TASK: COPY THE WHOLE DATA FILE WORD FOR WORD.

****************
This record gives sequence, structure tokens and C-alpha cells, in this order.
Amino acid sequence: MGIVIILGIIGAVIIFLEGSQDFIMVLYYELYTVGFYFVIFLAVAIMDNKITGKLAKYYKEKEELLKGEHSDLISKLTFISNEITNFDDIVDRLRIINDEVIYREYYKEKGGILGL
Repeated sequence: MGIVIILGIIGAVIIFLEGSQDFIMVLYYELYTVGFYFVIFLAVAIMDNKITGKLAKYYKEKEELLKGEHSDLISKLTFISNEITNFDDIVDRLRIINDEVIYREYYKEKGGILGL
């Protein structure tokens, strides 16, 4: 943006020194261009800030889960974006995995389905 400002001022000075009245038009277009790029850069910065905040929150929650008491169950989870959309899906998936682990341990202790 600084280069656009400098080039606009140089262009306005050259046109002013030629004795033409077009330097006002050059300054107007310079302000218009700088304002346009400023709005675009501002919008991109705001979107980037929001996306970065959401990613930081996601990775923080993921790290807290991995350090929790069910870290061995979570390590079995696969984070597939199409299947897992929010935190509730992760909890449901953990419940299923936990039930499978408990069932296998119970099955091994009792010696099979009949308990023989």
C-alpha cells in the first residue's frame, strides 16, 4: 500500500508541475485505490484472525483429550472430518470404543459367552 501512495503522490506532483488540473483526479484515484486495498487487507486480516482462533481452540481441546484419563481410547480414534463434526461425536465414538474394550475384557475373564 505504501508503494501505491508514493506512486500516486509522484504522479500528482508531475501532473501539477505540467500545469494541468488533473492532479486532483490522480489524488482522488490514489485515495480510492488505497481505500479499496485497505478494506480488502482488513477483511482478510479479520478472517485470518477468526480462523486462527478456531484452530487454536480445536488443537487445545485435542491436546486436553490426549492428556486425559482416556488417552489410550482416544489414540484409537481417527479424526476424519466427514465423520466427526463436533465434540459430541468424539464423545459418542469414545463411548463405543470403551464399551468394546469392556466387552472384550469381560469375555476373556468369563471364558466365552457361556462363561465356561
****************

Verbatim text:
This record gives sequence, structure tokens and C-alpha cells, in this order.
Amino acid sequence: MGIVIILGIIGAVIIFLEGSQDFIMVLYYELYTVGFYFVIFLAVAIMDNKITGKLAKYYKEKEELLKGEHSDLISKLTFISNEITNFDDIVDRLRIINDEVIYREYYKEKGGILGL
Repeated sequence: MGIVIILGIIGAVIIFLEGSQDFIMVLYYELYTVGFYFVIFLAVAIMDNKITGKLAKYYKEKEELLKGEHSDLISKLTFISNEITNFDDIVDRLRIINDEVIYREYYKEKGGILGL
């Protein structure tokens, strides 16, 4: 943006020194261009800030889960974006995995389905 400002001022000075009245038009277009790029850069910065905040929150929650008491169950989870959309899906998936682990341990202790 600084280069656009400098080039606009140089262009306005050259046109002013030629004795033409077009330097006002050059300054107007310079302000218009700088304002346009400023709005675009501002919008991109705001979107980037929001996306970065959401990613930081996601990775923080993921790290807290991995350090929790069910870290061995979570390590079995696969984070597939199409299947897992929010935190509730992760909890449901953990419940299923936990039930499978408990069932296998119970099955091994009792010696099979009949308990023989």
C-alpha cells in the first residue's frame, strides 16, 4: 500500500508541475485505490484472525483429550472430518470404543459367552 501512495503522490506532483488540473483526479484515484486495498487487507486480516482462533481452540481441546484419563481410547480414534463434526461425536465414538474394550475384557475373564 505504501508503494501505491508514493506512486500516486509522484504522479500528482508531475501532473501539477505540467500545469494541468488533473492532479486532483490522480489524488482522488490514489485515495480510492488505497481505500479499496485497505478494506480488502482488513477483511482478510479479520478472517485470518477468526480462523486462527478456531484452530487454536480445536488443537487445545485435542491436546486436553490426549492428556486425559482416556488417552489410550482416544489414540484409537481417527479424526476424519466427514465423520466427526463436533465434540459430541468424539464423545459418542469414545463411548463405543470403551464399551468394546469392556466387552472384550469381560469375555476373556468369563471364558466365552457361556462363561465356561